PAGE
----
Trumpf Photonics' 10th anniversary shows full-steam-ahead outlook

On Friday Sept. 28, Trumpf Photonics, Inc. celebrated the 10th anniversary of its production facility in Cranbury, NJ. Trumpf acquired the business, which was formerly Princeton Lightwave Inc. (PLI), for its semiconductor and wafer-production capabilities.

Trumpf Photonics' 10th anniversary shows full-steam-ahead outlook
Trumpf Photonics' 10th anniversary shows full-steam-ahead outlook
Martin Konk of Trumpf Photonics shows off some of the photonics used in Trumpf's laser-diode pump modules, including resonator and beam-guidance mirrors and beam-shaping optics. The components are all manufactured at the Trumpf Photonics site in Cranbury, NJ. (Photo: John Wallace)


Farmington, CT -- On Friday Sept. 28, Trumpf Photonics, Inc. celebrated the 10th anniversary of its production facility in Cranbury, NJ. Trumpf acquired the business, which was formerly Princeton Lightwave Inc. (PLI), for its semiconductor and wafer-production capabilities. The plant is producing diode chips, optics, and electronics and assembling then into pump and direct-diode modules for Trumpf's industrial lasers.

Peter Leibinger, a member of the family that owns Trumpf, detailed the facility's history. Early on, Trumpf had been buying its laser diodes (LDs) from other makers, but during the telecom bubble, when virtually all LD production was going into satisfying the booming market for communications devices, Trumpf could not get the devices it needed and decided to make its own LDs. The company acquired Princeton Lightwave, a company that had its roots in the well-known David Sarnoff Research Center in the Princeton, NJ area.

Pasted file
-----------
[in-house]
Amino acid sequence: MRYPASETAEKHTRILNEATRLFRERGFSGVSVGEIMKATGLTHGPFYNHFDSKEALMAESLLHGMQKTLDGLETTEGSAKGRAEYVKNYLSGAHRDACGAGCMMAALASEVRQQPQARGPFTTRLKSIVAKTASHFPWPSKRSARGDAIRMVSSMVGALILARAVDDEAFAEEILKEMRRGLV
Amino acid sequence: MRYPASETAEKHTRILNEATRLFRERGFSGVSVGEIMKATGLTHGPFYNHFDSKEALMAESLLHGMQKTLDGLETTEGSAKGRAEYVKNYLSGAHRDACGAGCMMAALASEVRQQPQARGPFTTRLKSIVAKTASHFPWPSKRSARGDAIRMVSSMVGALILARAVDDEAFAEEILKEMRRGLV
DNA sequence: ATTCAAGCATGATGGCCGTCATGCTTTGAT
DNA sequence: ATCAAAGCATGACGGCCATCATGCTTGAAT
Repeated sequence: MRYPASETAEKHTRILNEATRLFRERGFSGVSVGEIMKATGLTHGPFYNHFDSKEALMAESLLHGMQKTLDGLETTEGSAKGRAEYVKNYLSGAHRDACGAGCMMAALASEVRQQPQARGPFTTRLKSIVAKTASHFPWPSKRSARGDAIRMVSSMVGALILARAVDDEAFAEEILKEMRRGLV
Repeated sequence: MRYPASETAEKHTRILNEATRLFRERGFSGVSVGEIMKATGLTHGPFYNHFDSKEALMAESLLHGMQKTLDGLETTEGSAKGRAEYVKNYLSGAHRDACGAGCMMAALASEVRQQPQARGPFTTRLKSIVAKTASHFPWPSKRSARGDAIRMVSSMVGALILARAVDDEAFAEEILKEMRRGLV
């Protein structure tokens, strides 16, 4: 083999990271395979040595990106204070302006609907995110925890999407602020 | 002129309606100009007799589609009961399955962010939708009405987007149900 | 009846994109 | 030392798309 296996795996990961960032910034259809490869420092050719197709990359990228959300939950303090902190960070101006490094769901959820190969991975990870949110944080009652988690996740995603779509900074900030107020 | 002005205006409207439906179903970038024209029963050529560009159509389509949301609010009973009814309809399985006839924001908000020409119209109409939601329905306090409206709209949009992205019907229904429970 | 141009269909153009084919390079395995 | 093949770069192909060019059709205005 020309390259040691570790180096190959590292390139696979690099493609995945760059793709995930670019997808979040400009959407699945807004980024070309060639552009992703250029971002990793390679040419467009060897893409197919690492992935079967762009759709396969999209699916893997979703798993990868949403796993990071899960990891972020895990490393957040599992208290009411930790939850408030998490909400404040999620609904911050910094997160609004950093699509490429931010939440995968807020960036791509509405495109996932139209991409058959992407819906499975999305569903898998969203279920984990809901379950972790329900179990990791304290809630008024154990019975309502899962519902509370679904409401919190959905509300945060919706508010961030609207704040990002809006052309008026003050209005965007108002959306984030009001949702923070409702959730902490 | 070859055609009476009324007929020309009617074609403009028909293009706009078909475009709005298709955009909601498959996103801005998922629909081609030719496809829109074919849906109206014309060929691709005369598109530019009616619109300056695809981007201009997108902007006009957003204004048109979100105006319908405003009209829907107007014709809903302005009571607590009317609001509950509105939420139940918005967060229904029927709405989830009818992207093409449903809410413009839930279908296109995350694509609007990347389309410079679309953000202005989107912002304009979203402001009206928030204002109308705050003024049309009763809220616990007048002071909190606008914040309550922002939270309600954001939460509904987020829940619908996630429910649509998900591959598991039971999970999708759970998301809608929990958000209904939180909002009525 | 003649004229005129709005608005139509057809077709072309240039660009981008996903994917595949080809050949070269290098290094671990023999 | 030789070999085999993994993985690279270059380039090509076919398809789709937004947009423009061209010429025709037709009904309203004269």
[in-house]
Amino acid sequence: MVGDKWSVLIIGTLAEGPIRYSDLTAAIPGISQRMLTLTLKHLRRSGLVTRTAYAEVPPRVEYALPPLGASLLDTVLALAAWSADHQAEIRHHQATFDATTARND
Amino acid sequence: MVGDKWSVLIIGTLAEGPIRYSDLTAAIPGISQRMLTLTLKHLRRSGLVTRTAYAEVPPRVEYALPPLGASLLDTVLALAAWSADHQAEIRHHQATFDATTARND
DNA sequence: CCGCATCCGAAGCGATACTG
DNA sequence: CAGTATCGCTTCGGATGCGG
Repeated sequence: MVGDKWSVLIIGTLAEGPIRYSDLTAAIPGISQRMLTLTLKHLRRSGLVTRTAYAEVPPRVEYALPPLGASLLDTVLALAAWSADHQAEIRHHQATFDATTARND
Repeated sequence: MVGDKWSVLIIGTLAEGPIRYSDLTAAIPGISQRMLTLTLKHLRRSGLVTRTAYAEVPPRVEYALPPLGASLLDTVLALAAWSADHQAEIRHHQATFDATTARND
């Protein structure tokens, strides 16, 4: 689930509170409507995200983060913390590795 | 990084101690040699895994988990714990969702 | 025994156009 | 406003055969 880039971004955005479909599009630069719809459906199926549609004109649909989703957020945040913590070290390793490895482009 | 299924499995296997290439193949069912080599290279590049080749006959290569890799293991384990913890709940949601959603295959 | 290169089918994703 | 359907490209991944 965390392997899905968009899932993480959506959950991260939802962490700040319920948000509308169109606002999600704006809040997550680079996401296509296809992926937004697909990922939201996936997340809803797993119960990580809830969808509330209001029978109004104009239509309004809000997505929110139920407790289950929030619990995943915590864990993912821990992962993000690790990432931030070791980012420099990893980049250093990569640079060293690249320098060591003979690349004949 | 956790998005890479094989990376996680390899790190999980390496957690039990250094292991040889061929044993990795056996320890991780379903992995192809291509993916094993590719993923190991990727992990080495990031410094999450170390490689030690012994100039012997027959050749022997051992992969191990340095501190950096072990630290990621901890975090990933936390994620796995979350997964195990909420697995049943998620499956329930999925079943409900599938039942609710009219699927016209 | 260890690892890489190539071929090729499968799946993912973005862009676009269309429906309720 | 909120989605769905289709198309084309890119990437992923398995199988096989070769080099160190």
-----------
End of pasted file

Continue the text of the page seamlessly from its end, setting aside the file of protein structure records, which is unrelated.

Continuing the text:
Reaching vertical integration
However, the transition was more difficult than anticipated: the switch in industries (from telecom to high-power laser pumps) required a change in LD wavelengths as well as a general change in mindset. A six-year development process led to a ramping up of production in 2008 at the Cranbury facility. "It seemed a long and winding road," says Leibinger, "but we needed to achieve vertical integration of our laser systems."

Now, Trumpf Photonics supplies the LDs for all of Trumpf's products worldwide, including its TruDisk solid-state lasers and TruDiode direct-diode systems. Trumpf Photonics also supplies the pump diodes for TruMicro lasers, optical coating and component assembly for CO2 and solid-state lasers, beam delivery systems, and the high power solid-state RF generators found in all TruLaser machines (the TruLasers are fiber-delivered laser cutting systems). Trumpf Photonics says that it is the largest high-power-bar based semiconductor-laser manufacturer worldwide, and claims a yield of 90% or more in the manufacturing of its pump diodes.

Note: Princeton Lightwave continues today as a separate company unaffiliated with Trumpf, developing and producing avalanche photodiodes and arrays, as well as long-wavelength (1.3 to 2 micron) indium phosphide based high-power lasers and superluminescent diodes. Princeton Lightwave is just down the road from Trumpf Photonics in Cranbury.


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